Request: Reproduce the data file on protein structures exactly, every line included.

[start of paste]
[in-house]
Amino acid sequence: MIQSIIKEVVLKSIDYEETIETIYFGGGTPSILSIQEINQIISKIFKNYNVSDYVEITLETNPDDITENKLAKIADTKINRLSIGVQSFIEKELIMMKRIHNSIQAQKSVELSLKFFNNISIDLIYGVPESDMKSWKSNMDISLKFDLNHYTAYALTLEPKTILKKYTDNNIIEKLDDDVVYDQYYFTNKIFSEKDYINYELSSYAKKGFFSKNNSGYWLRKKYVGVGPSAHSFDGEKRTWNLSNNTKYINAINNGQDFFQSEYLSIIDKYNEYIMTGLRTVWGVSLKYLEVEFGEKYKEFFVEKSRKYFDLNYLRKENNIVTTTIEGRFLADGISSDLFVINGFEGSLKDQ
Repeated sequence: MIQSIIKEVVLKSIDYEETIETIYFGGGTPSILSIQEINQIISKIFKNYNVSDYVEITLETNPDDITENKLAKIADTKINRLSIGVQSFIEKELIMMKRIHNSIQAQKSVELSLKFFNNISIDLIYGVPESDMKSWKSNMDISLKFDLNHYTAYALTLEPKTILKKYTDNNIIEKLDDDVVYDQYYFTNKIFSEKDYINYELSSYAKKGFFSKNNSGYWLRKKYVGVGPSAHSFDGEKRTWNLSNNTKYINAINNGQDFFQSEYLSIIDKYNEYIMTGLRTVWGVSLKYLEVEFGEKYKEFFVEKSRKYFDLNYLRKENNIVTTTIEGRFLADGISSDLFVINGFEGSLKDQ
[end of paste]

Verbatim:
[in-house]
Amino acid sequence: MIQSIIKEVVLKSIDYEETIETIYFGGGTPSILSIQEINQIISKIFKNYNVSDYVEITLETNPDDITENKLAKIADTKINRLSIGVQSFIEKELIMMKRIHNSIQAQKSVELSLKFFNNISIDLIYGVPESDMKSWKSNMDISLKFDLNHYTAYALTLEPKTILKKYTDNNIIEKLDDDVVYDQYYFTNKIFSEKDYINYELSSYAKKGFFSKNNSGYWLRKKYVGVGPSAHSFDGEKRTWNLSNNTKYINAINNGQDFFQSEYLSIIDKYNEYIMTGLRTVWGVSLKYLEVEFGEKYKEFFVEKSRKYFDLNYLRKENNIVTTTIEGRFLADGISSDLFVINGFEGSLKDQ
Repeated sequence: MIQSIIKEVVLKSIDYEETIETIYFGGGTPSILSIQEINQIISKIFKNYNVSDYVEITLETNPDDITENKLAKIADTKINRLSIGVQSFIEKELIMMKRIHNSIQAQKSVELSLKFFNNISIDLIYGVPESDMKSWKSNMDISLKFDLNHYTAYALTLEPKTILKKYTDNNIIEKLDDDVVYDQYYFTNKIFSEKDYINYELSSYAKKGFFSKNNSGYWLRKKYVGVGPSAHSFDGEKRTWNLSNNTKYINAINNGQDFFQSEYLSIIDKYNEYIMTGLRTVWGVSLKYLEVEFGEKYKEFFVEKSRKYFDLNYLRKENNIVTTTIEGRFLADGISSDLFVINGFEGSLKDQ